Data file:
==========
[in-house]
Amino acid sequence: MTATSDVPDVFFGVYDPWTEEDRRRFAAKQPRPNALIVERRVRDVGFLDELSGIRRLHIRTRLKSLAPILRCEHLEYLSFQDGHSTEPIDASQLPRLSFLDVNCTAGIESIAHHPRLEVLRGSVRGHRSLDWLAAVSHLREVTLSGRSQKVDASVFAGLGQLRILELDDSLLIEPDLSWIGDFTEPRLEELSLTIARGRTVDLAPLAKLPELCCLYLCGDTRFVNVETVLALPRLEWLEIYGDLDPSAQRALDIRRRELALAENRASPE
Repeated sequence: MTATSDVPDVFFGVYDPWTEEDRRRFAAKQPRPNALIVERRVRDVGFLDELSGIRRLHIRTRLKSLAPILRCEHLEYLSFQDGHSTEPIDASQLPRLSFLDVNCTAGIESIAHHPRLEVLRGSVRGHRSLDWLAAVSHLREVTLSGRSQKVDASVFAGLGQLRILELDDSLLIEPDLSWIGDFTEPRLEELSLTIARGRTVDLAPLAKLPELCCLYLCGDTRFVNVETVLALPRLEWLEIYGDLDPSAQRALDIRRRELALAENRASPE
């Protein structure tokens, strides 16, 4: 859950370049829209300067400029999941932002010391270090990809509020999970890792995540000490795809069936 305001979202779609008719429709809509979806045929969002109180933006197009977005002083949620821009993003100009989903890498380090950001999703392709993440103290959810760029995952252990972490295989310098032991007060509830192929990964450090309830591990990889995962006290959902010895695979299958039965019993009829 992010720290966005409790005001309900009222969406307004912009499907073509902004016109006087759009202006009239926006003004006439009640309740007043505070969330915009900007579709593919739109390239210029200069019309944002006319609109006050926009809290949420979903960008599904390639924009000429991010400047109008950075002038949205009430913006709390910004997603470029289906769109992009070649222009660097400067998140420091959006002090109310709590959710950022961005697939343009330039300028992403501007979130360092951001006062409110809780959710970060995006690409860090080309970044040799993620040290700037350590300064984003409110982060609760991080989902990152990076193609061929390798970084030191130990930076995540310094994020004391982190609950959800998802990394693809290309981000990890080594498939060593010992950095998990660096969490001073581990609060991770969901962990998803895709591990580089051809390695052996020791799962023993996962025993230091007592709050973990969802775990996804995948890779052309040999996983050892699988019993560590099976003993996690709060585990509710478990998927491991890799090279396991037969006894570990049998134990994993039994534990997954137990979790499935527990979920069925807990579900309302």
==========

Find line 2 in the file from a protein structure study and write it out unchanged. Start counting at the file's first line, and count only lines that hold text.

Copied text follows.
Amino acid sequence: MTATSDVPDVFFGVYDPWTEEDRRRFAAKQPRPNALIVERRVRDVGFLDELSGIRRLHIRTRLKSLAPILRCEHLEYLSFQDGHSTEPIDASQLPRLSFLDVNCTAGIESIAHHPRLEVLRGSVRGHRSLDWLAAVSHLREVTLSGRSQKVDASVFAGLGQLRILELDDSLLIEPDLSWIGDFTEPRLEELSLTIARGRTVDLAPLAKLPELCCLYLCGDTRFVNVETVLALPRLEWLEIYGDLDPSAQRALDIRRRELALAENRASPE